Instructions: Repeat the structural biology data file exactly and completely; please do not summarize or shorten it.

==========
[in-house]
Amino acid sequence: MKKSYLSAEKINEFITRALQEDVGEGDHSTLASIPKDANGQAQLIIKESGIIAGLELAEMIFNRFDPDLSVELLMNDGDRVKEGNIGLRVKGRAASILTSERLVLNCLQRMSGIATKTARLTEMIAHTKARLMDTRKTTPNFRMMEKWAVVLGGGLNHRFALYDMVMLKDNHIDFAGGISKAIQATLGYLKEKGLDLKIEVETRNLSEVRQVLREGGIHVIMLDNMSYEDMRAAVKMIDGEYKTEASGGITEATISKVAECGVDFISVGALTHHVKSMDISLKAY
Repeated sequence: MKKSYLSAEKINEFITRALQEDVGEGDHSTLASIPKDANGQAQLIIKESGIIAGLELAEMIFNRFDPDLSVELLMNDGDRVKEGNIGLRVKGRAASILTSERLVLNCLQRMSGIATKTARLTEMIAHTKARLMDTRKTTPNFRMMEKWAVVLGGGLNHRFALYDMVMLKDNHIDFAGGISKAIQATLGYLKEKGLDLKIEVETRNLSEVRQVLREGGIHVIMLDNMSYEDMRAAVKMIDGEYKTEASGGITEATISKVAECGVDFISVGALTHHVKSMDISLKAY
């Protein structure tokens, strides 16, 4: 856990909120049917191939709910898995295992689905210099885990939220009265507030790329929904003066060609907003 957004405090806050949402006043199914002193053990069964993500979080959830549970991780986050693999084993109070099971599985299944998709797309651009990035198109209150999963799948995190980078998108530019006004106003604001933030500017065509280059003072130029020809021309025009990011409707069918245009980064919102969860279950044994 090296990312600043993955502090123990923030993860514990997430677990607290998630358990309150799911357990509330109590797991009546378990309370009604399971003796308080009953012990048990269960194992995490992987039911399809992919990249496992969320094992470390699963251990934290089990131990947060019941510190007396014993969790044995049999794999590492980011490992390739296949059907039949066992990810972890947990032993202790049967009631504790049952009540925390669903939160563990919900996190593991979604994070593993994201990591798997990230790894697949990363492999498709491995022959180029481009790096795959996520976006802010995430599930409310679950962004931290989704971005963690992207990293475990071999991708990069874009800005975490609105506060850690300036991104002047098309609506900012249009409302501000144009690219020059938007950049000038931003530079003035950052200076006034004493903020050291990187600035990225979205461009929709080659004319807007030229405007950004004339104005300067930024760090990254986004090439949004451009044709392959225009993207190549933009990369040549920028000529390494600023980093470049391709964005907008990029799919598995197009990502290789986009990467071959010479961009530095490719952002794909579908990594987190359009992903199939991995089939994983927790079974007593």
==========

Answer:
[in-house]
Amino acid sequence: MKKSYLSAEKINEFITRALQEDVGEGDHSTLASIPKDANGQAQLIIKESGIIAGLELAEMIFNRFDPDLSVELLMNDGDRVKEGNIGLRVKGRAASILTSERLVLNCLQRMSGIATKTARLTEMIAHTKARLMDTRKTTPNFRMMEKWAVVLGGGLNHRFALYDMVMLKDNHIDFAGGISKAIQATLGYLKEKGLDLKIEVETRNLSEVRQVLREGGIHVIMLDNMSYEDMRAAVKMIDGEYKTEASGGITEATISKVAECGVDFISVGALTHHVKSMDISLKAY
Repeated sequence: MKKSYLSAEKINEFITRALQEDVGEGDHSTLASIPKDANGQAQLIIKESGIIAGLELAEMIFNRFDPDLSVELLMNDGDRVKEGNIGLRVKGRAASILTSERLVLNCLQRMSGIATKTARLTEMIAHTKARLMDTRKTTPNFRMMEKWAVVLGGGLNHRFALYDMVMLKDNHIDFAGGISKAIQATLGYLKEKGLDLKIEVETRNLSEVRQVLREGGIHVIMLDNMSYEDMRAAVKMIDGEYKTEASGGITEATISKVAECGVDFISVGALTHHVKSMDISLKAY
């Protein structure tokens, strides 16, 4: 856990909120049917191939709910898995295992689905210099885990939220009265507030790329929904003066060609907003 957004405090806050949402006043199914002193053990069964993500979080959830549970991780986050693999084993109070099971599985299944998709797309651009990035198109209150999963799948995190980078998108530019006004106003604001933030500017065509280059003072130029020809021309025009990011409707069918245009980064919102969860279950044994 090296990312600043993955502090123990923030993860514990997430677990607290998630358990309150799911357990509330109590797991009546378990309370009604399971003796308080009953012990048990269960194992995490992987039911399809992919990249496992969320094992470390699963251990934290089990131990947060019941510190007396014993969790044995049999794999590492980011490992390739296949059907039949066992990810972890947990032993202790049967009631504790049952009540925390669903939160563990919900996190593991979604994070593993994201990591798997990230790894697949990363492999498709491995022959180029481009790096795959996520976006802010995430599930409310679950962004931290989704971005963690992207990293475990071999991708990069874009800005975490609105506060850690300036991104002047098309609506900012249009409302501000144009690219020059938007950049000038931003530079003035950052200076006034004493903020050291990187600035990225979205461009929709080659004319807007030229405007950004004339104005300067930024760090990254986004090439949004451009044709392959225009993207190549933009990369040549920028000529390494600023980093470049391709964005907008990029799919598995197009990502290789986009990467071959010479961009530095490719952002794909579908990594987190359009992903199939991995089939994983927790079974007593």